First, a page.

Writing Your Family History Book

Last weekend I delivered my dad’s side family history book to the relatives. All that work was so worthwhile to feel the glow of my dad and his brother’s awe and gratitude. Worth the trip to Chicago where I got to shovel a lot of snow!


How did I write this book? Actually, I didn’t have to write much. The book was more of an editorial gathering and sifting of information. Amazingly, my dad back in the 1970s thought to interview some of his Dutch immigrant relatives and his first-generation mother, and wow did they have stories of growing up the late 1800s in Dutch villages and making a living in early 1900s Chicago. I also had two years of my grandmother’s diaries. The time-consuming part was researching genealogy, but I was shocked to find a lot of Dutch genealogies online, and with a little help from Google Translate was able to figure out meanings of text outside of the names. We have a lot of distant relatives in The Netherlands!

So how did I put all this together?


I put this at the front of the book. Using only the major ancestor names, I created simple charts using MS Publishing, a free program with my laptop, but using PowerPoint is another option. I also typed out detailed genealogies to go along with the charts, and these included whatever I discovered about the ancestor, their parents and siblings, their children. For the recent ancestors, I included their Chicago area residences. The free FamilySearch.org was a big help, along with FindaGrave.com and census records, the latter two being not always accurate though.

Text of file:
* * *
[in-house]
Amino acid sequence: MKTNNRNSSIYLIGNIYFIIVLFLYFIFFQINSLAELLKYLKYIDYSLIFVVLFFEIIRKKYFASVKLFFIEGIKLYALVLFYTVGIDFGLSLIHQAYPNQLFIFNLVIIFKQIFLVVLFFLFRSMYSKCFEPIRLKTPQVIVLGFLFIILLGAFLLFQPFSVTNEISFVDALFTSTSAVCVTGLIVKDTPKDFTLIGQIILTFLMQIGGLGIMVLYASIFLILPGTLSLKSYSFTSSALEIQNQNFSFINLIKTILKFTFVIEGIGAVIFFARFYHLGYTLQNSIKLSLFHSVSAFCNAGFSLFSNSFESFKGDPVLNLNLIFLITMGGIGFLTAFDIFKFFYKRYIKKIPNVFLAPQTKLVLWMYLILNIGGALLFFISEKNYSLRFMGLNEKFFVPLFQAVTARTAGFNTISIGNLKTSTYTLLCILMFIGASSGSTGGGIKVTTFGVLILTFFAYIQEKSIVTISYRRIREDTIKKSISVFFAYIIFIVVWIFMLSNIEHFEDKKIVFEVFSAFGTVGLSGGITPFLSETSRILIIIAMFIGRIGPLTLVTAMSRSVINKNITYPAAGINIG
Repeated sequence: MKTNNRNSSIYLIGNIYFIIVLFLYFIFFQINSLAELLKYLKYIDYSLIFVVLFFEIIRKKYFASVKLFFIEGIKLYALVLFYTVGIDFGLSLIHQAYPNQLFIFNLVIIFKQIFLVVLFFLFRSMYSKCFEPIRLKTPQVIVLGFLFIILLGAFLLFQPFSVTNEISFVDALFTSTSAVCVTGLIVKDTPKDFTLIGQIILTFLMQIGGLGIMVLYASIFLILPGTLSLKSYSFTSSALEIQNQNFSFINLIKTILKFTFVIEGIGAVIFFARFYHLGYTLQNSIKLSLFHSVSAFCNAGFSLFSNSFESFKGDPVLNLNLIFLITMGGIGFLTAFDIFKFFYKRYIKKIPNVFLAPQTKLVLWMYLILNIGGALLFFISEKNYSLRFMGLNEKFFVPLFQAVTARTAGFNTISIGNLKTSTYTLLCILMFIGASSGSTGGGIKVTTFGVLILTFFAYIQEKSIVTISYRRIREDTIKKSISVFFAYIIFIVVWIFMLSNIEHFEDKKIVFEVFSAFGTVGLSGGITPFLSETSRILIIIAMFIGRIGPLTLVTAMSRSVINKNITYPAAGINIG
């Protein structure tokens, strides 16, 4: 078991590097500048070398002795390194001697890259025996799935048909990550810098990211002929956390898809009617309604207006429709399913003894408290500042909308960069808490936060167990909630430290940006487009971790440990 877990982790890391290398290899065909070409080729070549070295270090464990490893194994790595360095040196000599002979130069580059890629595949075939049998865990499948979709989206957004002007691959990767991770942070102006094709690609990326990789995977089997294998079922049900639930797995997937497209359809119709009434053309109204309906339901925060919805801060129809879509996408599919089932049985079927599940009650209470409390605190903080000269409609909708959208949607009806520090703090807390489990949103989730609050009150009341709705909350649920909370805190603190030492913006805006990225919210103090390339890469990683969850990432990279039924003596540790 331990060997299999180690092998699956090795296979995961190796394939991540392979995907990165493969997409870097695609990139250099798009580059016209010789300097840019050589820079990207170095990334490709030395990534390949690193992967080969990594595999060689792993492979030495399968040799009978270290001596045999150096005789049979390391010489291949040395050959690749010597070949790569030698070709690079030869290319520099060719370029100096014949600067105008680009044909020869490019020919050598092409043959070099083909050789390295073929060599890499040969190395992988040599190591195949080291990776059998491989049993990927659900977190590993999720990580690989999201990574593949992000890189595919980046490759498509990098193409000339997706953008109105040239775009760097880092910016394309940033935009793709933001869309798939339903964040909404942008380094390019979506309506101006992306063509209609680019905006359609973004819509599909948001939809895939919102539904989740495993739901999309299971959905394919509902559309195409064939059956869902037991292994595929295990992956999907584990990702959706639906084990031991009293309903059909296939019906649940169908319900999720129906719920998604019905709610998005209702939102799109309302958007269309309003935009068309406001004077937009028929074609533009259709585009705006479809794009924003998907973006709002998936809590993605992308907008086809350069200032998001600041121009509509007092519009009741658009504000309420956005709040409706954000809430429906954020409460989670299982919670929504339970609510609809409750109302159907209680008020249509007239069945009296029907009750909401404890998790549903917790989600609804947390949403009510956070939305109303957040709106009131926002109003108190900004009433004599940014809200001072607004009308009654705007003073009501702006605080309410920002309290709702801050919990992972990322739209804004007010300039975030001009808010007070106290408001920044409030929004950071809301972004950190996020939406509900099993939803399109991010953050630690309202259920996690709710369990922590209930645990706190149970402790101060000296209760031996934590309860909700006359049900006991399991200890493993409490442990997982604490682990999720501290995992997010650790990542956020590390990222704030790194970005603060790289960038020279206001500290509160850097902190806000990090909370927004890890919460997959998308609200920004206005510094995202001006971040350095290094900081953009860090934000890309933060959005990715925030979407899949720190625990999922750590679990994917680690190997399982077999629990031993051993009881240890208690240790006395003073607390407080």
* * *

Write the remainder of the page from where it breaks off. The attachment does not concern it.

I kept the interviews intact, because all the stories were incredible and historic, but I did move parts around to keep with a timeline (because people ramble) and I added bits of historical information using brackets for bigger understanding. At the end of each interview is a photo of the person and brief bio explaining some details of that person’s life—birth, death, siblings, spouse, any other interesting tidbits. I did remove my dad’s questions and comments, so the interviews became each person alone telling the story of his or her life. Their voices come through loud and clear so we get a sense of their personalities, and it’s as though they are talking directly to us from the past. I also had a video of my dad and his brother talking about their childhood, and I transcribed it and used almost all of it as is, to enjoy the back and forth banter between them. I used brackets to add in historical commentary for better understanding.


Old diaries mention the weather a lot and can be tedious to read since most days are not interesting. They also tend to be written factually, with not that much introspective thinking included. I do not recommend including a diary in its entirety. They are valuable sources for historical and cultural details, though.